Gracie is a terrier specially trained to sniff out bedbugs in the city.
Gracie, a 12-pound Parsons Jack Russell terrier, has come to Milwaukee with a mission.
Sure, a lot of canines are trained to sniff out bombs, drugs or dead bodies.
But as the newest member of the Housing Authority's environmental services department, Gracie's job can literally be described as: Don't let the bedbugs bite.
Acquired from a specialized canine training center in Florida for $10,000, Gracie can go to an apartment door and smell if there's a bedbug or live bedbug eggs inside, said Bill Klein, the supervisor of the Housing Authority's environmental services. He introduced the dog Wednesday at the annual meeting of the authority's board. For her public debut, Gracie wore a light blue jacket with an official Housing Authority logo and a uninterested look.
"The dog can find an insect the size of a pinhead and can then get to the spot on the chair or the bed or whatever," he said.
"Bedbugs are a horrible problem all around the world because they are hard to control because they have extreme tolerance to most pesticides," Klein explained in an interview later.
Bedbugs also are hard to detect, he said.
Some people can have an allergic reaction to the bug bites, which can cause them to scratch. In some cases, they can then develop an antibiotic-resistant staph infection that can be "very dangerous," he added.
Bedbugs travel widely and can be picked up on suitcases, in hotels and motels, dorm rooms, day care centers, just about anywhere, he said. "By the time you know you have them, you have a large infestation."
Klein believes Gracie is the only dog in the state doing bedbug duty and the first at a public housing authority. He's rather sure of that because he said he's the only handler listed as passing the certified training in the National Entomology Scent Detection Canine Association.
Pepe Peruyero, CEO of the J & K Canine Academy in High Springs, Fla, where the housing authority purchased the dog, said in the last 2 1/2 years, some hotels and businesses have started using dogs for bug detection because bedbug outbreaks have reached "epidemic proportions."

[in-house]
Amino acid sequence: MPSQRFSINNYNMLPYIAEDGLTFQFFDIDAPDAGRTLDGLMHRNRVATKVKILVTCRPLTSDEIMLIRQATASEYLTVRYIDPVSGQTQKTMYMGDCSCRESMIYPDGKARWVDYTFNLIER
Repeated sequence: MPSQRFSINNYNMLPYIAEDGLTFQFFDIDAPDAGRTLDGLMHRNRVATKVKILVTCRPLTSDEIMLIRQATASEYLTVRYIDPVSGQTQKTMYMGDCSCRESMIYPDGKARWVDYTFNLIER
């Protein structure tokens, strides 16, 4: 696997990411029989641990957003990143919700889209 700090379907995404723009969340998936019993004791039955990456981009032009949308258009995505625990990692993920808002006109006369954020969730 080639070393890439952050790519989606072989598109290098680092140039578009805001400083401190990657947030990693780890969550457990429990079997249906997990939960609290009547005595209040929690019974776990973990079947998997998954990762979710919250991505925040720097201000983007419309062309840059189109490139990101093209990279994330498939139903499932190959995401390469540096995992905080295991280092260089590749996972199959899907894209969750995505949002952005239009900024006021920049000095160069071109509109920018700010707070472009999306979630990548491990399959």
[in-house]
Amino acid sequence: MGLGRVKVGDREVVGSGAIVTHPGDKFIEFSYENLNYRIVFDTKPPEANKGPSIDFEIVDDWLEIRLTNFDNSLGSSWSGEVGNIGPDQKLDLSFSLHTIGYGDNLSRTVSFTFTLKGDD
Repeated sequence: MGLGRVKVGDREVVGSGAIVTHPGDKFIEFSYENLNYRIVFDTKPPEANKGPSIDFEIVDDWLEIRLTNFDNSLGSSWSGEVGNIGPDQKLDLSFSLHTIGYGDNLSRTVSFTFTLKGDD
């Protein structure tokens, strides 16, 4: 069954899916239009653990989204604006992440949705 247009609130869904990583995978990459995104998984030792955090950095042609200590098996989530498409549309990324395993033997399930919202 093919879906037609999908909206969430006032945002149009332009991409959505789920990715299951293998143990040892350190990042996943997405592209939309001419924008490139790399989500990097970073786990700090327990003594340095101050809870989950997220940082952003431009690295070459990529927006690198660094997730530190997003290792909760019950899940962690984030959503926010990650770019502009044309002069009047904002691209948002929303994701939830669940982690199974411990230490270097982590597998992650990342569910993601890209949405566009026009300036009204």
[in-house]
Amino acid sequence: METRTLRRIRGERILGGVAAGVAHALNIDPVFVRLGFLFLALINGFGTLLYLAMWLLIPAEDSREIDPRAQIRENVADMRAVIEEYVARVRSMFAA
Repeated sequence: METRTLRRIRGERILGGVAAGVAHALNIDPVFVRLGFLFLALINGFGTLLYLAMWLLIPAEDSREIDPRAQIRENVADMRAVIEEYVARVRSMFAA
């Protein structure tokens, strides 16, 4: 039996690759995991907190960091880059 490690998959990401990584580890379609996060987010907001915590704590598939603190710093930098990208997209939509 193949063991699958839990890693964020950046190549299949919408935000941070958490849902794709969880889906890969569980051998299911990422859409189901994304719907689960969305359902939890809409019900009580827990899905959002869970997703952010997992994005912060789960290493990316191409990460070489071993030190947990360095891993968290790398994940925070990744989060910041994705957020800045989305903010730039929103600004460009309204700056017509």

He said he knows of no other public housing authority that's done so. "It speaks volumes of the Milwaukee Housing Authority that it's taken the initiative to go above and beyond what any other housing authorities in the country have done to provide services using the latest state-of-the-art technology in the detection of bedbugs," he said.
If the $10,000 price tag seems steep, Klein defends it as an efficient investment in public health. By comparison, dogs trained to track narcotics and as patrol dogs cost also cost about $10,000, which includes the dog, training and certification, said Larry Filo, who coordinates the Fox Valley Technical College canine training program and owns the Steinig TalKennels in Campbellsport.
Gracie's been sniffing out bedbugs for the past month and has gone on more than 150 inspection missions, he said, although he declined to give a bug count.
She's a key element in the authority's "war on bedbugs," he said. "We think it's prudent and cost-effective because it can take five hours or more to go through a unit looking for bedbugs where there are no visual signs."
In all, the Housing Authority oversees 5,300 units of public housing, says executive director Tony Perez. The funds to acquire Gracie came from fees the housing authority has generated, such as developer fees attached to the housing tax credits used to build Convent Hill, and an environmental service contract that the Housing Authority has for City Hall, and other revenue streams the authority has developed to pay for additional services, he said.
"The advantage is that the animal can pinpoint bedbugs without having to go through all the units in a building, or trying to treat a whole building with various methods like raising the temperature in a building to 120 degrees," he said.
For example, bedbugs were found in one chair in a management office in one building and the chair was removed within minutes, he said.
Klein has to constantly keep Gracie up to snuff with her training, which is reinforced three times a day. And he also now has a constant companion, since Gracie lives with him and goes everywhere he goes - even on vacation.
Licks and Sniffs, Sasha